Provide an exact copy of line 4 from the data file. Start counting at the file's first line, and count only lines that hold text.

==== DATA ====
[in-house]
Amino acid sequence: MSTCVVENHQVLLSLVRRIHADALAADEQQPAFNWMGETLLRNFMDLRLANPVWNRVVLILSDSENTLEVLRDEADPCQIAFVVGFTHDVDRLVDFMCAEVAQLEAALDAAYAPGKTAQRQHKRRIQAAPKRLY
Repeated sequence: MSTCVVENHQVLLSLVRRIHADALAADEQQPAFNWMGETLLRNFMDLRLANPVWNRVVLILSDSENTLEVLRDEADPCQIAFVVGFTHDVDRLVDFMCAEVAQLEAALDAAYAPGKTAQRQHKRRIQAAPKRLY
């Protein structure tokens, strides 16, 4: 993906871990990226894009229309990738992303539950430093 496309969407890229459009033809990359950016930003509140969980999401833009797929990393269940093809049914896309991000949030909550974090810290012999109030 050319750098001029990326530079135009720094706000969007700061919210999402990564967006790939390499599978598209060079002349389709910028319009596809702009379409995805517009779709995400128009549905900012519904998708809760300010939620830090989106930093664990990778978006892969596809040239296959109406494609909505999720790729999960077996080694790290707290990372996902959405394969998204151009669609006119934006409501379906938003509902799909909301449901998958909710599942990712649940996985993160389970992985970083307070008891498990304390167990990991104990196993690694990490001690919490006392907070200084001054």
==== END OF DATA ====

């Protein structure tokens, strides 16, 4: 993906871990990226894009229309990738992303539950430093 496309969407890229459009033809990359950016930003509140969980999401833009797929990393269940093809049914896309991000949030909550974090810290012999109030 050319750098001029990326530079135009720094706000969007700061919210999402990564967006790939390499599978598209060079002349389709910028319009596809702009379409995805517009779709995400128009549905900012519904998708809760300010939620830090989106930093664990990778978006892969596809040239296959109406494609909505999720790729999960077996080694790290707290990372996902959405394969998204151009669609006119934006409501379906938003509902799909909301449901998958909710599942990712649940996985993160389970992985970083307070008891498990304390167990990991104990196993690694990490001690919490006392907070200084001054």